12. Security for e-payments and other transactions: encryption • The cornerstone for secure online payments and other transactions is encryption • Messages moving across the network can be encrypted or scrambled in such as way that it is too difficult, expensive or time consuming for an unauthorized person to unscramble it • The protocol that ensures this is SSL/TLS (Transport Layer Security) – an explanation from Google • Simple explanation of digital encryption using toolbox and key example McNurlin & Sprague. Information Systems Management in Practice. 7th Ed. Pearson Prentice Hall

  13. Management problem? • “Airtight security is not possible because companies have to allow on-line commerce. They have to make trade-offs between absolute information security and efficient flow of information.” McNurlin + Sprague • The management challenge is that of finding the balance • What is the reality of the threat? • What do you think are the most serious and high risk threats to business? McNurlin & Sprague. Information Systems Management in Practice. 7th Ed. Pearson Prentice Hall

  14. All threats are not equal for all organizations • “..the key components for managing a security program are the likelihood and the likely impact of an attack.” • CSI Computer Crime and Security Survey

  15. What are companies worried about? Canadian Cyber Crime research (2013) from International Cyber Security Protection Alliance

  16. What is the extent of the problem? • Half the respondents to the CSI survey didn’t experience a security incident over the course of the year – but that doesn’t mean that they weren’t threatened • 2010 CSI Computer Crime and Security Survey

  17. 2010 CSI Computer Crime and Security Survey

  18. 2010 CSI Computer Crime and Security Survey

  19. Types of direct threats and attacks: Risks to infrastructure (particularly eBusiness) • Distributed Denial of Service attacks (DoS) • Wikileaks (2010) • 4Chan attacks on Anti-Piracy Websites (2011) • Hacking – web site defacement • New York Times – 1998 • DNS Highjack • Twitter - 2009 • Malicious code: viruses, worms, trojans etc • Skype’s network frozen by a trojan horse attack in 2007 • Stuxnet– attacks on nuclear facilities and other industrial targets

  20. Types of threats and attacks: Attacks ondata • Intercepted transmissions (eavesdropping / sniffing) • Attacks related to insecure passwords - are “strong” passwords and frequent changes the answer? • social engineering (and how to protect against it) • Phishing

  21. A new source of threat: BYOD • Security lax on the part of employees (not even a lock screen is common) • Sensitive work files stored on personal devices • Devices on the corporate network without IT knowledge • Fragmentation of operating system / support cost increases • Phone number as piece of branding / customer connection (what happens when employee leaves?)

  22. BYOD Policy: security, confidentiality and privacy • 69 % of companies permit some form of BYOD • 70 % have no policy to manage the practice • While 26 % of those with no policy plan to have one in place within one year, 44 % said they have no plans to enact one at all. • IDC Canada Survey 2012 • Software is being developed to create separate “spaces” on phones for work and personal use egBlackberry Balance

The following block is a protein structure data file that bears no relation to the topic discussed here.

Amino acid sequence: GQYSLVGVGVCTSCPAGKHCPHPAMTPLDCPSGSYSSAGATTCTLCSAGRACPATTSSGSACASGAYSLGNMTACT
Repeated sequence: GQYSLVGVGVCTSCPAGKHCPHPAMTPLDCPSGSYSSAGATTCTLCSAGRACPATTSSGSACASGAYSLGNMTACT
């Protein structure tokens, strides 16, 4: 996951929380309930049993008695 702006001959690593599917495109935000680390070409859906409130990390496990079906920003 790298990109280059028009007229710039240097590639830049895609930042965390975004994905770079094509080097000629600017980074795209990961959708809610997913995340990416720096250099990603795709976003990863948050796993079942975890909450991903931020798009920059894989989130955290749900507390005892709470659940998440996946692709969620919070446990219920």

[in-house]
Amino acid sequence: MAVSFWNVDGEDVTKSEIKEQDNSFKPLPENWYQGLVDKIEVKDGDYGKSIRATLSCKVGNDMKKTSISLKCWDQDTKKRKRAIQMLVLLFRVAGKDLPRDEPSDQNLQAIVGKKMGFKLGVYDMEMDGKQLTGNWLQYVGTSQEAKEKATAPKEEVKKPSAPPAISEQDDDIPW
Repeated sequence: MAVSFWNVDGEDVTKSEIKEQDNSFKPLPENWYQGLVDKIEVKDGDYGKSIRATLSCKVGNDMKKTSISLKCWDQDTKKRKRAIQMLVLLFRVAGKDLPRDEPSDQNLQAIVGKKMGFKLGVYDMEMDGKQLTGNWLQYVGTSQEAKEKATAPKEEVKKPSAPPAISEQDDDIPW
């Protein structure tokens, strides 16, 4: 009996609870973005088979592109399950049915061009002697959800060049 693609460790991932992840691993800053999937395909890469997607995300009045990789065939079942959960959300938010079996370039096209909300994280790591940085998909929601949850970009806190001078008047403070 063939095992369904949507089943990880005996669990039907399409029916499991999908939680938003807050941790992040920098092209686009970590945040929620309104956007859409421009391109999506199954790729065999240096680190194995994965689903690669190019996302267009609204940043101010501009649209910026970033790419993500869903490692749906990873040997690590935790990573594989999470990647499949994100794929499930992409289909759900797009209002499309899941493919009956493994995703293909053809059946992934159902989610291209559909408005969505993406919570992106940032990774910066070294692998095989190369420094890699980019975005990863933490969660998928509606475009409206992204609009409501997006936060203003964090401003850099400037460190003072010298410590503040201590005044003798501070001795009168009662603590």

23. Creating a Security Policy (including BYOD) • The CSI Survey identified that a very small percentage of those surveyed did not have some kind of information security policy • The policy is aimed at both educating employees and managing (and balancing) the “people risks” we have identified • What should it address, and why?

  24. Control strategies for managers to ensure the integrity of an IS • Containment • Deterrence • Obfuscation • Recovery • Firms must balance these strategies to suit their business requirements

  25. Containment • Make the target look as unattractive as possible • Heavily encrypted data is less attractive • Focus on controlling access to data resources by erecting barriers • Expensive and requires constant vigilance to keep ahead of attackers • Physically remove the target system from threats • Isolating systems from the network • Distributing data across an organization or geographic area

  26. Deterrence • Need to understand and anticipate the motives of those who would breach security • Use of threats of prosecution and dismissal (internal), and well publicized barriers • Monitoring patterns of data usage or access to resources • Implementation of defenses or countermeasures

  27. Obfuscation • Involves hiding and/or distributing assets so that any damage caused can be limited • Often entails monitoring of all an organization’s activities, not just those where security threats are perceived (a broader strategy than containment or deterrence) • Needs good overview and frequent auditing of hardware, software and network resources • Eg. to identify illegal software loaded onto employees machines

  28. Recovery • Assumes security breach will occur, and puts in place an action plan and strategy for business recovery • Requires extensive organizational planning • Backup systems, redundant systems needed (often outsourced) • Emergency planning and recovery in place

  29. Two questions to consider • Reporting a cybercrime occurs less than 50% of the time. Why is this? Is this a good thing or not? What might you do to encourage a higher percentage of companies to make formal reports? • What is your view about the assertion that "Security is as much a human problem as a technical problem?"